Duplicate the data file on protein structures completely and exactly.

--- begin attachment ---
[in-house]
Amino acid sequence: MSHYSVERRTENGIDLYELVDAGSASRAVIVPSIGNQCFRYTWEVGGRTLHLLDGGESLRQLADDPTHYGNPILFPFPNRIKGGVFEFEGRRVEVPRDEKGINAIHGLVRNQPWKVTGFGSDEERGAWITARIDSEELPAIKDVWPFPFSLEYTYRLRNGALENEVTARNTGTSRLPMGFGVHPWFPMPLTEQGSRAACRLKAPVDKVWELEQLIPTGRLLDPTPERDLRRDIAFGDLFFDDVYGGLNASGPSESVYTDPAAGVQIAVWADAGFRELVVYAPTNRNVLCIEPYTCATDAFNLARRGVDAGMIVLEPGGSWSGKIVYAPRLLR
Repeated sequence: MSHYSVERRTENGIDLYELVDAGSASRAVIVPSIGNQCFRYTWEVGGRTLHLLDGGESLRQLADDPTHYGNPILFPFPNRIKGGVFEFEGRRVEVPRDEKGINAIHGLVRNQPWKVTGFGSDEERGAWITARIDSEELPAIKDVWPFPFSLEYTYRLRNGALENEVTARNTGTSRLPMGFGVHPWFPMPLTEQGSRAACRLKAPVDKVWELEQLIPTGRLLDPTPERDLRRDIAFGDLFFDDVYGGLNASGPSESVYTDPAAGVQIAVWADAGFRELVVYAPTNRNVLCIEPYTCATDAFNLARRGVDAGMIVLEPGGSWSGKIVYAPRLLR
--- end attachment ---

[in-house]
Amino acid sequence: MSHYSVERRTENGIDLYELVDAGSASRAVIVPSIGNQCFRYTWEVGGRTLHLLDGGESLRQLADDPTHYGNPILFPFPNRIKGGVFEFEGRRVEVPRDEKGINAIHGLVRNQPWKVTGFGSDEERGAWITARIDSEELPAIKDVWPFPFSLEYTYRLRNGALENEVTARNTGTSRLPMGFGVHPWFPMPLTEQGSRAACRLKAPVDKVWELEQLIPTGRLLDPTPERDLRRDIAFGDLFFDDVYGGLNASGPSESVYTDPAAGVQIAVWADAGFRELVVYAPTNRNVLCIEPYTCATDAFNLARRGVDAGMIVLEPGGSWSGKIVYAPRLLR
Repeated sequence: MSHYSVERRTENGIDLYELVDAGSASRAVIVPSIGNQCFRYTWEVGGRTLHLLDGGESLRQLADDPTHYGNPILFPFPNRIKGGVFEFEGRRVEVPRDEKGINAIHGLVRNQPWKVTGFGSDEERGAWITARIDSEELPAIKDVWPFPFSLEYTYRLRNGALENEVTARNTGTSRLPMGFGVHPWFPMPLTEQGSRAACRLKAPVDKVWELEQLIPTGRLLDPTPERDLRRDIAFGDLFFDDVYGGLNASGPSESVYTDPAAGVQIAVWADAGFRELVVYAPTNRNVLCIEPYTCATDAFNLARRGVDAGMIVLEPGGSWSGKIVYAPRLLR